Business travelers in the U.S. are scaling back travel plans, and hoteliers’ hopes of strong post-Labor Day travel are dimming. (Getty Images)
By Dana Miller
Source:, September 2021

Hoteliers in the U.S. had been pinning their hopes on business travel picking up after Labor Day, but those projections are dimming as COVID-19 cases increase nationally.

On Marriott International’s second quarter earnings call with analysts in early August, CEO Tony Capuano said many of its corporate customers were telling Marriott they are starting to get back on the road this summer. Other hotel CEOs expressed similar sentiments in their calls.


“We expect to see a step up in business travel post-Labor Day, as children go back to in-person learning and workers increasingly return to office,” Capuano said on the call.

But new data from a national survey conducted by Morning Consult on behalf of the American Hotel & Lodging Association show U.S. business travelers are scaling back travel plans. A total of 67% of respondents said they plan to take fewer trips, and 52% are likely to cancel existing travel plans and not reschedule. Additionally, 71% are likely to attend fewer in-person events.

“Despite an uptick in leisure travel over the summer, the new survey highlights the dim outlook for business travel and events, which account for more than half of hotel revenue and aren’t expected to return to pre-pandemic levels until 2024,” the release states.

As recently as early August, Marriott’s group bookings in the U.S. were gaining momentum. During the call, Capuano said that for the first time since the COVID-19 pandemic began, group bookings made during June or any time in 2021 exceeded in-the-year bookings made in the same month of 2019.

Jennifer Driscoll, vice president of revenue management at Germantown, Tennessee-based hotel management company McNeill Hotel Company, said less than a month ago her company felt similarly to Marriott.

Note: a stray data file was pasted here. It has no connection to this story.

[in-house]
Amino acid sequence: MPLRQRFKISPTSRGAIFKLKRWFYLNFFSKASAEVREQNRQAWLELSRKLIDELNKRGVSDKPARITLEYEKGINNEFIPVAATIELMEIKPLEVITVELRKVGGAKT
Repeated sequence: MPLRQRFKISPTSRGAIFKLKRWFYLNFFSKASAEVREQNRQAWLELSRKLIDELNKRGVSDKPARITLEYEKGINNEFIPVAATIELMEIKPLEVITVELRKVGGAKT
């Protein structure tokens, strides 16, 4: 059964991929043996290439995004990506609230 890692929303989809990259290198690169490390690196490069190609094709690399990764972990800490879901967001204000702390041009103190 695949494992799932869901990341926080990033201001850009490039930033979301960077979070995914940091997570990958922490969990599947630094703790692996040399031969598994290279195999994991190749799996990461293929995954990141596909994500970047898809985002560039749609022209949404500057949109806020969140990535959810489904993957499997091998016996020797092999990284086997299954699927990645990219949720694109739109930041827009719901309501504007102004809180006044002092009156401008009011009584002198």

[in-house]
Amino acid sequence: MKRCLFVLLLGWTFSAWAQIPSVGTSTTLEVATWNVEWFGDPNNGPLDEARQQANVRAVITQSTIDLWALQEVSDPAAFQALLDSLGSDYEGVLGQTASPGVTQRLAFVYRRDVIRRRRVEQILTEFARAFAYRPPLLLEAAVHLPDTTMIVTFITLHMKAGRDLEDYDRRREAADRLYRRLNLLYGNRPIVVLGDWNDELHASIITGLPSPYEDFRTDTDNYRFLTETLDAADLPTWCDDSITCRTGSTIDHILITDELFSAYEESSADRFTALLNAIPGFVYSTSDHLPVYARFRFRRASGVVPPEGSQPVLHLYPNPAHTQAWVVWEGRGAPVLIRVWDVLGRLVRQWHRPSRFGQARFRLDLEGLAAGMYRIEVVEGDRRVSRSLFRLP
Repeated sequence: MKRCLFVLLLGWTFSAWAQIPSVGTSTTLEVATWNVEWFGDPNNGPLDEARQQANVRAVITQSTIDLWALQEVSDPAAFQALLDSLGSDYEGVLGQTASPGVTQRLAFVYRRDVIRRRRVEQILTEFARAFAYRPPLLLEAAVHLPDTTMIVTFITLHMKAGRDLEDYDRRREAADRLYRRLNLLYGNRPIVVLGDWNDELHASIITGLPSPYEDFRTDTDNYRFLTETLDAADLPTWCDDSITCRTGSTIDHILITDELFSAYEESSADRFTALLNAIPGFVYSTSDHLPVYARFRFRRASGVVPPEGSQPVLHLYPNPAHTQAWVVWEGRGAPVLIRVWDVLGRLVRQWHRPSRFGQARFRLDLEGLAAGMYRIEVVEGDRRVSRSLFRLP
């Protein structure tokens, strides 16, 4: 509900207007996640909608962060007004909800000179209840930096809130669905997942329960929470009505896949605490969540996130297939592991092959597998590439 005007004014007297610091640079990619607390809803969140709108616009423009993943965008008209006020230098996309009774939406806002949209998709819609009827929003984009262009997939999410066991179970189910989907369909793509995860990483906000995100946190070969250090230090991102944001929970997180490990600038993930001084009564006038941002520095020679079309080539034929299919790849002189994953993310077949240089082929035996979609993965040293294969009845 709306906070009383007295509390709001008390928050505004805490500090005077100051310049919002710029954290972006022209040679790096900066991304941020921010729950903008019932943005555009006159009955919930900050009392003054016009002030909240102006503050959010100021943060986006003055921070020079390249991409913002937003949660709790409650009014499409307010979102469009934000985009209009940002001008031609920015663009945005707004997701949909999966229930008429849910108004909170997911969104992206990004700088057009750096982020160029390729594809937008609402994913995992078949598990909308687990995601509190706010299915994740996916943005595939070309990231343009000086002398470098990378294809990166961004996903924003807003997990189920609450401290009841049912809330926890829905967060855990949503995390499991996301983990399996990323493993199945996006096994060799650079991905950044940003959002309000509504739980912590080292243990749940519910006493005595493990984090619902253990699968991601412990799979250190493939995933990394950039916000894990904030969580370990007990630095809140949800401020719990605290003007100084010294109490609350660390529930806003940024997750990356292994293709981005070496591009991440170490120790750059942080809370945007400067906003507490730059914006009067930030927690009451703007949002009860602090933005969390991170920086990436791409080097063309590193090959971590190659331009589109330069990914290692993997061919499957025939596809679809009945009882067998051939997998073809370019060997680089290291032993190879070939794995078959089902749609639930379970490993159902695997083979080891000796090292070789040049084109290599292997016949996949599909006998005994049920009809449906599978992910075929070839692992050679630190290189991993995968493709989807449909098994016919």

“If you asked us three weeks ago, four weeks ago, yes, everyone had all their money bet on September,” she said. “I do think there’s a little bit of a softening. The good thing is, what we’re not seeing is restrictions coming back.”

People are still traveling despite spikes in cases and mask mandates remaining, but the million-dollar question is will the business traveler be traveling in September, she said. By mid-September, that answer should be a more clear.

So far the bookings show business travelers are back, but it is not as high as they anticipated, and no where near 2019 levels, she said.

Dury Kim, regional vice president of revenue management of Ocean City, Maryland-based management company Real Hospitality Group, said three weeks ago there was less resistance from the business traveler. There was also an increased volume in advance purchase reservations.

“However, since then, we’ve seen a lot pull back,” she said, noting it does vary by market. Instead of a step up in September, she said it will be more like a small ramp.

Kim said her company was expecting the volume to come back, but several large city-wide conventions and trade shows in markets such as New York City have been canceled for September.

“There is still a lot of up-in-the-air mentality for the next month … we have a lot of hotels in New York that rely on corporate strength, group, transient and international,” she added.

Theresa Hajko, regional director of revenue management at Irving, Texas-based management company Spire Hospitality, said her company has had a step up in bookings each month, with the greatest being in August. Spire does expect another step up in September, but business travel will not be at 2019 levels likely until the first half of 2022.